History was made last night with Britain’s first televised political leaders’ debate, which was seen as an opportunity for Labour’s Gordon Brown, The Conservatives’ David Cameron and the Liberal Democrats’ Nick Clegg to stamp their authority on an election campaign that has so far failed to generate much excitement.
A drugs campaigner could arguably claim to be the most unusual prospective parliamentary candidate in the general election next month — he is running after winning a competition.
Election day is fast approaching and with the poll gap narrowing between the Conservatives and Labour, there is a very real probability that the UK will end up with a hung parliament. For the first time since 1974, the UK may be left without clear political leadership.
Blood, bombs and sweat defined my time reporting on elections in the Middle East in recent years, so the shoulder shrugs and general apathy I’ve seen covering the build up to Britain’s national ballot next month have been quite a contrast.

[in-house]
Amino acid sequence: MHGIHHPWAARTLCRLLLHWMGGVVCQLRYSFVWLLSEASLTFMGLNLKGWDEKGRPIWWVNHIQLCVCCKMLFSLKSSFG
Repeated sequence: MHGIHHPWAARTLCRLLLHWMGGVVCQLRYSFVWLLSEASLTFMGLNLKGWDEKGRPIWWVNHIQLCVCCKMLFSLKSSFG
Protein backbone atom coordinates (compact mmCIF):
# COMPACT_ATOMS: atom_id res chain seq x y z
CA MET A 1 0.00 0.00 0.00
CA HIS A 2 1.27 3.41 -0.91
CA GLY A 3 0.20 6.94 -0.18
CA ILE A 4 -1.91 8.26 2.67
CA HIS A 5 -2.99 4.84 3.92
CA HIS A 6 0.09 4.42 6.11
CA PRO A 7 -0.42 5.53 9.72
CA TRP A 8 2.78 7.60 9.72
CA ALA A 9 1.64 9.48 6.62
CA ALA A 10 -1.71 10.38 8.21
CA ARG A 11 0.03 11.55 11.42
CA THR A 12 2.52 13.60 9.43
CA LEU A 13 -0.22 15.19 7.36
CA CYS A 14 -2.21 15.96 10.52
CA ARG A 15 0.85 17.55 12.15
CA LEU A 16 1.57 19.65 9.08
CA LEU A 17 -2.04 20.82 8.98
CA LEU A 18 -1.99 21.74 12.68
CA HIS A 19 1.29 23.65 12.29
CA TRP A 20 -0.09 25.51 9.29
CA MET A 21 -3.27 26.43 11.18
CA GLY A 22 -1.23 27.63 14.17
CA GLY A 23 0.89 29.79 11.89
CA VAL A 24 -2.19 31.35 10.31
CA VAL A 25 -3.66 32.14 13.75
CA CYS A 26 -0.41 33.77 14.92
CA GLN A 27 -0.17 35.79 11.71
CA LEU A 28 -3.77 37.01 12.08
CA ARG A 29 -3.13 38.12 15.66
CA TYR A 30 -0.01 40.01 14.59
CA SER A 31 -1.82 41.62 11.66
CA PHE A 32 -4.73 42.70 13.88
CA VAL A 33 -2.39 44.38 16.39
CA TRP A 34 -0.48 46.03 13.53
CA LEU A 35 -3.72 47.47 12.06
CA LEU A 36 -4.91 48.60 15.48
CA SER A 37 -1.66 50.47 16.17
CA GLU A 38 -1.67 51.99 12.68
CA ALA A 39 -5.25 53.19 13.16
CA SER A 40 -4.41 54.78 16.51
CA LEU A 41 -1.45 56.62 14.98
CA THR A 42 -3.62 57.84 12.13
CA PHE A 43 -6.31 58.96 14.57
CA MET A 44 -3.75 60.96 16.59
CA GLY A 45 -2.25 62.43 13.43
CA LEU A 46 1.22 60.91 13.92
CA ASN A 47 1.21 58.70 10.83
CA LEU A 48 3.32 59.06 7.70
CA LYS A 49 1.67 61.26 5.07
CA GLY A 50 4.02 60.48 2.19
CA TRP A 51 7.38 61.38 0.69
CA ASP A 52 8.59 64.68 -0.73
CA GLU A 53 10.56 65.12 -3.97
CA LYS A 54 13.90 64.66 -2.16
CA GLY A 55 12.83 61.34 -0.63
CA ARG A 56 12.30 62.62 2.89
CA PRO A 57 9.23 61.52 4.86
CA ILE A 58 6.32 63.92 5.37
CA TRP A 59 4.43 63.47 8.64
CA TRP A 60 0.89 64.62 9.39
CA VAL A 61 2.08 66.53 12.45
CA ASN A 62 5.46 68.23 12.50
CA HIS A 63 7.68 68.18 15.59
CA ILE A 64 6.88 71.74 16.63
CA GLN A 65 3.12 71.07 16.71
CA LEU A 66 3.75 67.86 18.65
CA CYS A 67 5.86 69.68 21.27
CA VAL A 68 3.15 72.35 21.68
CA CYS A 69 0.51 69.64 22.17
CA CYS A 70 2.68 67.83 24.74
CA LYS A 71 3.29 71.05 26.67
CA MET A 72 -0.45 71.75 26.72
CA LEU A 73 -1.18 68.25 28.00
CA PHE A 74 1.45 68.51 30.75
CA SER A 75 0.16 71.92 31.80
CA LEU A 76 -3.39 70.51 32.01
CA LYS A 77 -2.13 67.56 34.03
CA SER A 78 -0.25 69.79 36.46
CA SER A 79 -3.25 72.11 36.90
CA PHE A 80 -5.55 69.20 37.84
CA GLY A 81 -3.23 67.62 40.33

“Enjoy it!” That was the message from Peter Mandelson to Labour supporters this morning as he launched a vitriolic attack on the Conservatives during a speech in central London, clearly relishing every minute of it. Once nicknamed the “prince of darkness” for his ability to mastermind Labour’s strategy from behind the scenes, Mandelson has transformed into the party’s best public performer.
Britain’s first live television debates between the leaders of the three mainstream political parties are not the only new feature to add spice to the upcoming general election, which Prime Minister Gordon Brown today announced will be held on May 6.
There was a big fuss but no suspense this morning outside Number 10 Downing Street. In what has become a typical pattern in the world of 24-hour news, media organisations had been briefed in advance on the content and the choreography of Gordon Brown’s election announcement. This was the ultimate scripted, pre-packaged news event.
from The Great Debate UK:
Amid a stand-off between British Airways and the Unite union, the Labour Party's main financial supporter, Prime Minister Gordon Brown called a planned strike by BA cabin crew workers "unjustified and deplorable" last week and said both sides should return to talks.